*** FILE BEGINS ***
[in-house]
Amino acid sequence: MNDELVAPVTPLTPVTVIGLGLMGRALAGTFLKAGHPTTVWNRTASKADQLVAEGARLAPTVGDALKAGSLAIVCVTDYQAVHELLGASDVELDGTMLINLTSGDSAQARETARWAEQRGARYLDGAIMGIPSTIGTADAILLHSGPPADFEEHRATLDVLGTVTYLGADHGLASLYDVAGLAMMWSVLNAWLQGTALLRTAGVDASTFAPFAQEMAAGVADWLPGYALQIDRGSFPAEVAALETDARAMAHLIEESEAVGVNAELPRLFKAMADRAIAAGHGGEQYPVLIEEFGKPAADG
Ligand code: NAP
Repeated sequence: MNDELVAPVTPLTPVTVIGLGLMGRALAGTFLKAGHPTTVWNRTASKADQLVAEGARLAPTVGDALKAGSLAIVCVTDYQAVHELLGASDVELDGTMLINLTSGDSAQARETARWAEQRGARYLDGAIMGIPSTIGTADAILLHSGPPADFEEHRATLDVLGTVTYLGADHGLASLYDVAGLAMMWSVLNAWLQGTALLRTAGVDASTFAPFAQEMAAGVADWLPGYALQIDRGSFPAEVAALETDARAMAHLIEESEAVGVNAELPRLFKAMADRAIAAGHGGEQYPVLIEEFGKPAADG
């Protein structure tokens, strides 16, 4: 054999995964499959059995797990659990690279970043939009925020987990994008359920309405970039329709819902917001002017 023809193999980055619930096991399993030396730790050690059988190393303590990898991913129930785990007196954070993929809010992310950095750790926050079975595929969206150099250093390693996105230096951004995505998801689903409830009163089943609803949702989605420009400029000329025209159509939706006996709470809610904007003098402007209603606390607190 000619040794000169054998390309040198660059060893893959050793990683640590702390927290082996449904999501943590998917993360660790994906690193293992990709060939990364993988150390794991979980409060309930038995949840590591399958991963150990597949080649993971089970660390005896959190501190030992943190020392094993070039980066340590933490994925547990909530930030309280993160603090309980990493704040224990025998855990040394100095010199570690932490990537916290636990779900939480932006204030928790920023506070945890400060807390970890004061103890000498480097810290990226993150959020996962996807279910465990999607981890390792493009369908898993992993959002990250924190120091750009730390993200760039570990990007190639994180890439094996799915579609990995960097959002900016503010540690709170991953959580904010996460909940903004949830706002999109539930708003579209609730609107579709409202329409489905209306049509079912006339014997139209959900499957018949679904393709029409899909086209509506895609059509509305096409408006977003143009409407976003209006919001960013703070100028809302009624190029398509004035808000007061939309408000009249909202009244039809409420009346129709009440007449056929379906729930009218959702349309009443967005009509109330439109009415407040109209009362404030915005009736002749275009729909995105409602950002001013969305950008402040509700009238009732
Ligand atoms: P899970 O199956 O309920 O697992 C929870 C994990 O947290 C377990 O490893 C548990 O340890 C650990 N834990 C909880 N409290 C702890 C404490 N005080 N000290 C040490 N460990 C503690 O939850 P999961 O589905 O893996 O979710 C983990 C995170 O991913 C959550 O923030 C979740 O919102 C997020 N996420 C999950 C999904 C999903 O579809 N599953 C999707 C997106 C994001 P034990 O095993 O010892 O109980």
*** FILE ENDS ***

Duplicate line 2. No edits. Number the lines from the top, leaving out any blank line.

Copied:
Amino acid sequence: MNDELVAPVTPLTPVTVIGLGLMGRALAGTFLKAGHPTTVWNRTASKADQLVAEGARLAPTVGDALKAGSLAIVCVTDYQAVHELLGASDVELDGTMLINLTSGDSAQARETARWAEQRGARYLDGAIMGIPSTIGTADAILLHSGPPADFEEHRATLDVLGTVTYLGADHGLASLYDVAGLAMMWSVLNAWLQGTALLRTAGVDASTFAPFAQEMAAGVADWLPGYALQIDRGSFPAEVAALETDARAMAHLIEESEAVGVNAELPRLFKAMADRAIAAGHGGEQYPVLIEEFGKPAADG